Cox is overstating his representation's prowess, but he owes a debt of gratitude to Steinberg, Broncos wide receiver Demaryius Thomas and the doubt they created at the trial.
Scanning Cox's Twitter account will give one a good idea of how the trial played out. Missing is the "I'm grateful my innocence was proven" tweet, but he thanked his lawyer right after he thanked the lord.
Cox is a free man because no one, not even the alleged victim, seems to know exactly what happened early on September 6, 2010. The one person who might know, Cox, surely wasn't willing to talk about it.
The evidence seemed damning: Thomas, the alleged victim and Carthy Che, who Cox was dating at the time of the incident, testified that the four had gone out to a club on September 5 before returning to Cox's apartment. The alleged victim then fooled around with Thomas before passing out or falling asleep on an air mattress.
She woke up later feeling as if she'd had sex but didn't remember doing so. She later found out she was pregnant and DNA evidence showed Cox was the father, and that she became pregnant the weekend she believes Cox raped her while she was passed out.
The prosecution based its case on this evidence, and for the first couple days of the trial it seemed that would be enough to send Cox to prison. The alleged victim was apparently caught off-guard by the verdict. After the verdict was read, she reportedly cried out, "Why did this happen to me?"
If she was asking about the not-guilty verdict, the answer lies in Thomas's testimony and Steinberg's ability to use it to paint the alleged victim as a party girl and cast doubt on her version of how the night played out. Even though Thomas was called to the stand as a witness for the prosecution, he proved to be the defense's most valuable asset.
Immediately after Thomas spoke, the Denver Post described his testimony as "scathing," likely because he portrayed Cox dragging the passed-out woman from the inflatable mattress into his bedroom and telling Thomas, "I think she's ready," implying Thomas should have sex with her.
While Thomas's words certainly won't help Cox win a Civilian of the Year award, they did little damaging in the court of law. Indeed, many details he revealed, including some neither the prosecution nor the defense seemed to expect, helped alter the trial.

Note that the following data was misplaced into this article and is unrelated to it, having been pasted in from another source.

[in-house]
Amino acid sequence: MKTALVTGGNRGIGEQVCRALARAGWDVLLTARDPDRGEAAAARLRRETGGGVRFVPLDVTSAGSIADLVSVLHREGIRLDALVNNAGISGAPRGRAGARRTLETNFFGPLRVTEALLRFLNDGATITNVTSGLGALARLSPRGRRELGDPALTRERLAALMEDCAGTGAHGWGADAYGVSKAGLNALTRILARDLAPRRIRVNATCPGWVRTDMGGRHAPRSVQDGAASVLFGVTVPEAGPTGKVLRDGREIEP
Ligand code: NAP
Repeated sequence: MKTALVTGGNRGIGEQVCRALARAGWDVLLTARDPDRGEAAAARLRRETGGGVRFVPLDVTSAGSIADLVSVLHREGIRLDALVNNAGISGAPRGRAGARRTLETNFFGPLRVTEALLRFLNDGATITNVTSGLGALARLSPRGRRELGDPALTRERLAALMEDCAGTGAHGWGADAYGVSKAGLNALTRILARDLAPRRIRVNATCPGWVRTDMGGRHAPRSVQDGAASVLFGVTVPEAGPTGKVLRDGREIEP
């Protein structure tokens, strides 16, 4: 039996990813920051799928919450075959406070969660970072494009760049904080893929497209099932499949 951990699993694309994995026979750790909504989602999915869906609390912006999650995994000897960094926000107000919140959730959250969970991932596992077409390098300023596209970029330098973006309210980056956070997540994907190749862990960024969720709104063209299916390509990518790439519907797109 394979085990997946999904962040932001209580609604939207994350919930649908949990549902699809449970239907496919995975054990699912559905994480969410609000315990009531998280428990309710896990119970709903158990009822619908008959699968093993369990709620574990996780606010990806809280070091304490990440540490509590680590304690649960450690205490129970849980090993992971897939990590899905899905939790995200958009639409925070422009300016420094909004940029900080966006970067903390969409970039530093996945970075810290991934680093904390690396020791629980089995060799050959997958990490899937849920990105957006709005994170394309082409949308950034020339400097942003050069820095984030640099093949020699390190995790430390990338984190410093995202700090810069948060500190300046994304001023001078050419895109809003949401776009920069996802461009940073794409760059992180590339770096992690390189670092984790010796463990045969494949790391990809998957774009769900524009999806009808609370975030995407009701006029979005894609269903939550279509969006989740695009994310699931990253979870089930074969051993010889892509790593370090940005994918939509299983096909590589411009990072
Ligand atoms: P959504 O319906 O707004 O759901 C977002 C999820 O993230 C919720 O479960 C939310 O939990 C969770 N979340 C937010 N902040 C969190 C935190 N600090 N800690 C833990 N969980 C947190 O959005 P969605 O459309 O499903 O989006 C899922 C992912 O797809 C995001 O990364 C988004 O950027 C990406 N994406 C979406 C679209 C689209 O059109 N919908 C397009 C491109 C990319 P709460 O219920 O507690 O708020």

Thomas testified that in practice after that night, defensive back Cassius Vaughn, who was Cox's roommate at the time of the incident, told Thomas that when he left early that morning, he missed some "girl on girl action" between the alleged victim and Che.
At a preliminary trial, a judge had ruled that this detail was inadmissible in trial under rape-shield laws, because a jury is not supposed to consider a rape victim's sexual history. But the Denver Post's Mike Klis reports that Thomas brought it up because a prosecuting attorney asked him why he had repeatedly texted the alleged victim the day after the incident. Thomas said it was because of what Vaughn had told him.
The accuser and Che's alleged sexual interaction, once barred from the trial, now helped Steinberg imply more happened that night than the alleged victim reported or was aware of. The alleged victim didn't help her case by reportedly deleting several text messages from Thomas discussing the alleged "girl on girl action."
Reasonable doubt that Cox did not rape the woman was all he needed to go free, and it seems Steinberg built a mountain of it out of this detail. He was then able to portray the alleged victim as a functional drinker capable of interacting with others while intoxicated without remembering it. The alleged victim also testified that she wouldn't have considered it rape if she had learned the following day she had sex with Thomas. She was willing to unknowingly have sex with him, but not Cox.
Thomas testified that the alleged victim may not have passed out, but simply fell asleep. She was also unable to be tested for date-rape drugs she believes she was given because she waited too long to visit a doctor and was never given a date-rape kit.
The prosecution's entire case hinged on the science, which was enough to show that Cox lied about having sex with the alleged victim, and possibly to convict him in the public eye. But as Steinberg said, Cox was not on trial for lying.
Steinberg wasn't trying to prove Cox is a good person or even that he didn't have sex with a woman who was not her normal self. He was simply creating reasonable doubt that Cox sexually assaulted a woman incapable of appraising her own condition.
Criminal court places the burden on the prosecution to prove beyond a shadow of a doubt that the accused is guilty. The alleged victim might have more luck in a civil trial, where she would only have to prove that it is more likely than not that Cox committed sexual assault.
This may be a prime case where legal technicalities don't match popular opinion. Most comment sections for articles about this trial express contempt for Cox, many with the familiar distaste for a "rich athlete with a good lawyer getting off."
In reality, Cox is an unemployed football player cut a year into his rookie contract. He's free today because a jury wasn't comfortable saying the prosecution proved its case beyond reasonable doubt. While no jurors spoke to why they came to this verdict, they likely reached the conclusion because Thomas called several audibles while on the stand, which Steinberg was able to react to while the prosecution was left flat-footed.
More from our Sports archive: "Denver Bronco Perrish Cox fathered the child of his alleged rape victim, according to affidavit."